How does a small organization with limited staff or all volunteers make this transition from management to Corporate Governance? It is not easy, but it can be done. When any Board is thinking about moving towards a Board governance model, which they should, the most important first strategic questions they must ask themselves as a Board collective is “Do we even want change?” “What will change mean for our organization?” “What will happen if we don’t decide to change?” and “What will change look like for our Board?”
There must be consensus on these critical questions before moving forward towards a Corporate Governance model. Before thinking about term-limits or financial risks, the Board of Directors must be committed to moving forward in a different, new way. This will be the first exercise that the Board undertakes in its new Corporate Governance role. Without this commitment, Board Governance will not happen.
Let’s cut to the chase. I know, and you know that one of the biggest things that stop us from being effective in our fundraising is fear. Good old, heart pumping, nail biting, fear.
Recently, I had a conversation with some folks, and I asked them the question, “what is your number one concern around fundraising?” And, time and time again, folks responded, “fear of being rejected.”
Let’s face it; we just don’t like being told no. And, while no may not be personal, it sure feels that way, right?
So, then I have had to ask, are we projecting onto our donors and making assumptions about how they will respond? Meaning, are we projecting our fear of rejection onto them. I am sure that we have all thought at some point, “Oh he won’t give anything to support us, so why even ask in the first place.” Are we projecting our thoughts, fears, and assumptions on a donor, so that we won’t have to attempt to ask or even just develop a relationship with him or her?
There once was a very insightful book I read. It was Don Miguel Ruiz’s The Four Agreements. He spends a whole chapter on “Making Assumptions.” Here is a quote that I think will help you in your work with donors:
“The biggest assumption (in my opinion) is that we assume everyone sees the world and each circumstance the way WE do. We assume they think, feel, and even judge the way we do. This assumption sparks our internal fear of being ourselves around others we think they will judge, victimize or blame us; just as we do to ourselves. So before someone has the opportunity to accept or reject us, we have already rejected ourselves. The way to keep from making assumptions is to ask questions.”
I urge you to take a look at your fears before embarking on major gift work. Are you fearful of rejection personally? And, how is that fear allowing you to make assumptions for donors, just so that you won’t suffer the slings and arrows of rejection in the asking?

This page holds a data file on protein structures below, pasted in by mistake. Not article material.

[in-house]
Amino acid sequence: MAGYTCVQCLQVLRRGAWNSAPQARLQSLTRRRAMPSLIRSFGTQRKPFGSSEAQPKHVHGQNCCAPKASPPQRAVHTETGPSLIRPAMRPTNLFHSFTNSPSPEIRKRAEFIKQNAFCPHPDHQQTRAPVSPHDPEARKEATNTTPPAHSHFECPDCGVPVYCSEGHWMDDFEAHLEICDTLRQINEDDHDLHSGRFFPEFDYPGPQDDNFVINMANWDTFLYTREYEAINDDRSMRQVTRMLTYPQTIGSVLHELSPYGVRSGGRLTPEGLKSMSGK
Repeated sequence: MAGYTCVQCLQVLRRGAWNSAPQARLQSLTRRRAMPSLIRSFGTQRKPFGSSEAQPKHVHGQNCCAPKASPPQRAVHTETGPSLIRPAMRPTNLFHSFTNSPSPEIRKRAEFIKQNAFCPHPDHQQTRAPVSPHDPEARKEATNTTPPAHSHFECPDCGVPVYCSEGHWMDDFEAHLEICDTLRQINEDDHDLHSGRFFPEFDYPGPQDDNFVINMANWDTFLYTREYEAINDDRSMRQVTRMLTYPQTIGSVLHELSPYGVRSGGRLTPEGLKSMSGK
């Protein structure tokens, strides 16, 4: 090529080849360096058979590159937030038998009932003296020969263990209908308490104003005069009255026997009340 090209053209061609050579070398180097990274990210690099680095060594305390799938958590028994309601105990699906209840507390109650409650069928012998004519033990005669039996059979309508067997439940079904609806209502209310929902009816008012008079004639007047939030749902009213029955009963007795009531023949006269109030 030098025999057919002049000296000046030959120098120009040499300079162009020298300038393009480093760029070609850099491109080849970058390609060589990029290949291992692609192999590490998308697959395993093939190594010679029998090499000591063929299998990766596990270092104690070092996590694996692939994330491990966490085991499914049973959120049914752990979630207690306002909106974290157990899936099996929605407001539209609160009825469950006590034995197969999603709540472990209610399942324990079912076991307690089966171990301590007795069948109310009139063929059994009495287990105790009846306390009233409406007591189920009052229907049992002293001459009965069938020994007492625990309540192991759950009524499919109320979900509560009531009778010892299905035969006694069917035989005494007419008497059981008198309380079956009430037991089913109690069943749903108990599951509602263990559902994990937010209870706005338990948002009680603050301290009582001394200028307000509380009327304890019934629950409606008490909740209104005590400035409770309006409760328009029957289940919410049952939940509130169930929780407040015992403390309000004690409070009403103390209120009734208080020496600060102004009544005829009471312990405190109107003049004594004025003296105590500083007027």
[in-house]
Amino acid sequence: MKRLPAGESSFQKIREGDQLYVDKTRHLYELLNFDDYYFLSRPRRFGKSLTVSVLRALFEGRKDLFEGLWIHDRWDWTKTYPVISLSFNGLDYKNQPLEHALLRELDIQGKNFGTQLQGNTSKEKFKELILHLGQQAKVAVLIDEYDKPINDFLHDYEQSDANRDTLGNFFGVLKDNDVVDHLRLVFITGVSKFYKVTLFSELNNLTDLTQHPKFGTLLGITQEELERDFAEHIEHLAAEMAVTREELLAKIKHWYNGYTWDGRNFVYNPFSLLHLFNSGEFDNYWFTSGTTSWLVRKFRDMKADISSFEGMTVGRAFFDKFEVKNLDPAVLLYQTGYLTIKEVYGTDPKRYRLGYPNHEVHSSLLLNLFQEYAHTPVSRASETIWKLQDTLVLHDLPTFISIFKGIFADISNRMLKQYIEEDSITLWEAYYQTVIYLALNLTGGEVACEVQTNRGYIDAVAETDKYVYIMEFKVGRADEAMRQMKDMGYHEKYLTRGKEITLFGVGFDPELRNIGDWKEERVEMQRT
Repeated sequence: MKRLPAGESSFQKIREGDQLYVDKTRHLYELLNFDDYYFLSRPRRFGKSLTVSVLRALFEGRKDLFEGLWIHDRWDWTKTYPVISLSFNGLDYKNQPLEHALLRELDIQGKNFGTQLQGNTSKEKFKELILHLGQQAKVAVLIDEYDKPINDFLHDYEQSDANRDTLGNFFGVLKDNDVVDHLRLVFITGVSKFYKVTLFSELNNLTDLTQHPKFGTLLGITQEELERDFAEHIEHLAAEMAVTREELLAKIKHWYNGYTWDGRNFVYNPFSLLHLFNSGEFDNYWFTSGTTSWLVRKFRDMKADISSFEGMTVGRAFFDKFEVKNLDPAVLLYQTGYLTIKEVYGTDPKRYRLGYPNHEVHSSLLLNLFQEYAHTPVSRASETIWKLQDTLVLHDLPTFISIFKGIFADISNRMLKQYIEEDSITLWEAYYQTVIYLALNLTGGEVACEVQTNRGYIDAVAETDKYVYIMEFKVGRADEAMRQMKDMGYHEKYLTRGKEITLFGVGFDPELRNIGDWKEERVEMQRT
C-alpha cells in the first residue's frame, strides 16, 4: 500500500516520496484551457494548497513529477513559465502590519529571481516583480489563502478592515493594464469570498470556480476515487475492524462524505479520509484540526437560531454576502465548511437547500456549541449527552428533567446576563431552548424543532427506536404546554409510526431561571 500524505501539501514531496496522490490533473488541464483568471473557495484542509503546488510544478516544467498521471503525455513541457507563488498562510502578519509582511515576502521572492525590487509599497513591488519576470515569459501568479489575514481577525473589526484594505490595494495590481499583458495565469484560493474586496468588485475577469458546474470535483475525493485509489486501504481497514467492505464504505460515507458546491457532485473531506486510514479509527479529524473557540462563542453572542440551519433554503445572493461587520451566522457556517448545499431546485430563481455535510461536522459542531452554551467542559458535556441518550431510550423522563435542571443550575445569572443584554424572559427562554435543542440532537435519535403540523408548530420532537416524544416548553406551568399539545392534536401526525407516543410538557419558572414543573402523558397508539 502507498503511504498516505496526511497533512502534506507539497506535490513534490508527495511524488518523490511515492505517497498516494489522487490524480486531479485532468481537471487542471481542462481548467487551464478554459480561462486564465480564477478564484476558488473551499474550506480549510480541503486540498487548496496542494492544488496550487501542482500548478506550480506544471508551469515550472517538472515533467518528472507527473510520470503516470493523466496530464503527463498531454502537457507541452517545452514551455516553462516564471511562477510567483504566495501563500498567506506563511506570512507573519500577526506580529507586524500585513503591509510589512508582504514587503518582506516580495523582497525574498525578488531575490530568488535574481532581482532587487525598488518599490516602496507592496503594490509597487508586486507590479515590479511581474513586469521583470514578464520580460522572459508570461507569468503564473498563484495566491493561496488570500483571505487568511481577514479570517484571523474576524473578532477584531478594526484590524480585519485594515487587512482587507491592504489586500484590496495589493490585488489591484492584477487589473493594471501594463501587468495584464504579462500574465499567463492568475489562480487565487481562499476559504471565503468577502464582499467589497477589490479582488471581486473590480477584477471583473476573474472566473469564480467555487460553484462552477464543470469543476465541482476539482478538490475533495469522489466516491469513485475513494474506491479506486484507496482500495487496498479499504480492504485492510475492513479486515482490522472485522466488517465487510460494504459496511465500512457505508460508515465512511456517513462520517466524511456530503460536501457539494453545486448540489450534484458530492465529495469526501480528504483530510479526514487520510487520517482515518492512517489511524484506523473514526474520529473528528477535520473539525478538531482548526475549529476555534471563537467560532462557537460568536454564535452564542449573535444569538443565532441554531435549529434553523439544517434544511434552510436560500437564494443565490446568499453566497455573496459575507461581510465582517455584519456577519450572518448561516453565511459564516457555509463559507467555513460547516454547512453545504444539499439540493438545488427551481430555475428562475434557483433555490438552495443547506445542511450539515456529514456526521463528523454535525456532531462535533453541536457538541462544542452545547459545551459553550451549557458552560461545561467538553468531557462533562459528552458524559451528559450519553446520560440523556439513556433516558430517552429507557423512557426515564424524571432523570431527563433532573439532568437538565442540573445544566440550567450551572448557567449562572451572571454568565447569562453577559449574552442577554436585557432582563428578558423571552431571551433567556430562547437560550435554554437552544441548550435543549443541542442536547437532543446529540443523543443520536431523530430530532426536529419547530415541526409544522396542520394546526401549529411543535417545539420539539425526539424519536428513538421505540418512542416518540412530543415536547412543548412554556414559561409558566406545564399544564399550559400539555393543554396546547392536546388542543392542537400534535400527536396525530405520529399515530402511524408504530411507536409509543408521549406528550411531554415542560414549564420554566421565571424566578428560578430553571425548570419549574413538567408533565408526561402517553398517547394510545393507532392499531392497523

This question that I pose is a tough question to think about, but I am asking you to dig deep, not for me, for you, or even for your organization, but for all those in need that you can help by clearing away your fears and your assumptions.
“I never have enough money!”
“Money goes out faster than it comes in!”
“Money doesn’t grow on trees!”
How often have we heard these phrases growing up? Well, if you were like me, probably a lot. As a child, these were the messages that I subconsciously learned about money, and they helped to develop my now adult relationship with it.
Just this week, I led a workshop on asking for money. As part of the icebreaker exercise, I asked attendees to share with me some of their greatest fears about fundraising. And, fear after fear centered around scarcity. In fact, many participants commented that they grew up hearing the very same phrases above.
Stop and think about what you believe about money. Are your beliefs limiting you in your work? Do you have a scarcity mindset?
Have you ever found yourself saying these types of things?
“There are only so many donors to go around!”
“Donors only have so much money to give!”
“We already asked our donors once this year; we can’t ask again!”
Are we placing our beliefs on our donors? Are we making assumptions for our donors? Are we self-sabotaging our work? Are we limiting our role in the work that we do? Are we focusing our efforts and time on things such as events that will take us out of the context of asking?
To be truly effective fundraisers, we all need to dig deep and look at our views and those beliefs of scarcity that may be holding you back. Are they self-limiting and if so how can you work to create an abundance mindset? We don’t want scarcity from preventing our life-changing work from happening both for our donors and for our missions. So, it is critical that you identify your mindset and work to change it. Major gifts start with you. Get that part of the relationship right first.
Break the scarcity mindset before you ask for a major gift.